When Yom Tov falls immediately after Shabbos, the obligation to do Havdalah coincides with the obligation to do Kiddush. There is a debate in the Gemara in Pesachim about how to blend these two together. The halacha is that we do the 5-part "YaKNeHaZ" procedure. "YaKNeHaZ" stands for Yayin (Wine), Kiddush, Ner (Candle), Havdalah (i.e. HaMavdil), Zman (i.e. the brochah Shehecheyanu). The Havdalah brochah is longer than the usual one.
Notice that the list does not include besamim (spices), which are used on a regular motzaei Shabbos. We get a neshama yeseira (an additional soul) on Shabbos. This neshama yeseira leaves when Shabbos ends so we smell the spices to revive our remaining neshamos of the pain of the neshama yeseira's departure. When Yom Tov falls immediately after Shabbos, we don't need the besamim, since the special Yom Tov meals do the reviving themselves.
Another difference from a regular Havdalah is that we don't spill the wine/grape juice over the edges of the cup. We do this after a regular Shabbos to represent the blessing we wish to receive from Hashem in our parnassah during the week. Since we are not allowed to engage in or talk about parnassah on Yom Tov, we simply pour the wine up to the top of the cup but not more.

Eating Dairy
It is a well-known custom that people eat milchig foods on Shavuos. There are many opinions about why we do this. One is that we received the Torah on Shavuos. The Torah provides sustenance to our lives the same way that milk provides sustenance to an infant. Another reason is to commemorate the Shtei HaLechem offering that was brought in the Beis HaMikdash. Two loaves of bread were brought in this offering. If we eat meat and milk in the same meal (starting with milk and then switching to meat), the basic halacha is that we need to change the bread on the table when switching. In this way we use two sets of bread at the meal, which parallels the two loaves brought in the Beis HaMikdash. A third reason is that when Klal Yisroel came back to their tents after receiving the Torah at Har Sinai, they were very hungry. However, while receiving the Torah, they became obligated in the laws of shechita, checking the animal for signs of being a treifah, removing the gid hanasheh (sciatic nerve), removing the blood etc. This made it impossible for them to eat meat on short notice. Milk was the only food readily available to satiate their hunger.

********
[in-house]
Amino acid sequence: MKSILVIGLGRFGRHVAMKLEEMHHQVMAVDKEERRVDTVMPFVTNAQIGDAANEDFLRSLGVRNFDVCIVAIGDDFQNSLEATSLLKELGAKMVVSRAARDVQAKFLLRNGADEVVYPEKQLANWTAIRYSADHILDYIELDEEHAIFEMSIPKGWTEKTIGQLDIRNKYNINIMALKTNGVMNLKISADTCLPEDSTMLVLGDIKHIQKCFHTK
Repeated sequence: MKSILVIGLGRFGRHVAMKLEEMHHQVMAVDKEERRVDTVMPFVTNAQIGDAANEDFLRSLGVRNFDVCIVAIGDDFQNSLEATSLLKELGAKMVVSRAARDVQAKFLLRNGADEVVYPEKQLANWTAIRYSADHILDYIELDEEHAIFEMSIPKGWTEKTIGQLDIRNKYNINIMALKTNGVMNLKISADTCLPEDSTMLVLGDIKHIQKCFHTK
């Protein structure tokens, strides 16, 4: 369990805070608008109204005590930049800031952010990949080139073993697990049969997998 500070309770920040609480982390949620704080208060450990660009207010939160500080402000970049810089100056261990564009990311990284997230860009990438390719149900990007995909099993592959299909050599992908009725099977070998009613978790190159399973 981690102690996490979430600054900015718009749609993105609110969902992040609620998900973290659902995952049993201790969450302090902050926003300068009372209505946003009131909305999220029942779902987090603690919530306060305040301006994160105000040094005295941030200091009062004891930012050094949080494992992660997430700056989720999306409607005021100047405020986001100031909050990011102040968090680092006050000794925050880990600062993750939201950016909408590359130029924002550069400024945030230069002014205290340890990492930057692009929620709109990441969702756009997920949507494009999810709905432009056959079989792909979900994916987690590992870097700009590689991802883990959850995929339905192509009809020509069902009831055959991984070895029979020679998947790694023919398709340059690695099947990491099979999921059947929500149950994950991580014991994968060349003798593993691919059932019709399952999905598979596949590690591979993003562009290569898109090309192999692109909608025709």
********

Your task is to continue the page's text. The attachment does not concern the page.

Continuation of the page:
Although the custom to eat milk is wonderful, one has to bear in mind that on Yom Tov, there is also the obligation of ve'Samachta b'Chagecha (you should rejoice on your festival) which men fulfill by eating meat and drinking wine. Many poskim say that even nowadays this mitzvah applies on a Torah level. The custom to eat milk does not override this. The main mitzvah of eating meat applies during the day, so one can fulfill both elements by either having the milchig meal at night, and then the meat meal during the day, or by beginning the day meal with milchigs, then cleaning the mouth by eating and drinking something parev, and then continuing the meal with meat. In spite of all this, there are some opinions that one may have an exclusively milchig meal during Shavuos day as well. One's Rov will be able to give specific guidance.
If eating milk and meat at the same meal, one should only have "soft" milchigs that can easily be rinsed out of the mouth and not "hard" milchigs (such as hard cheeses). Many poskim require one to wait a few hours after "hard" milchigs before eating meat.
A wonderful Yom Tov to you all!

About Us

If you would like to receive Menucha Vesimcha by weekly email or to sponsor an issue of Menucha Vesimcha in someone's honor / memory, please contact the editor at:    


Philadelphia Community Kollel
364 Montgomery Avenue
Merion Station, Pennsylvania 19066
Philadelphia Community Kollel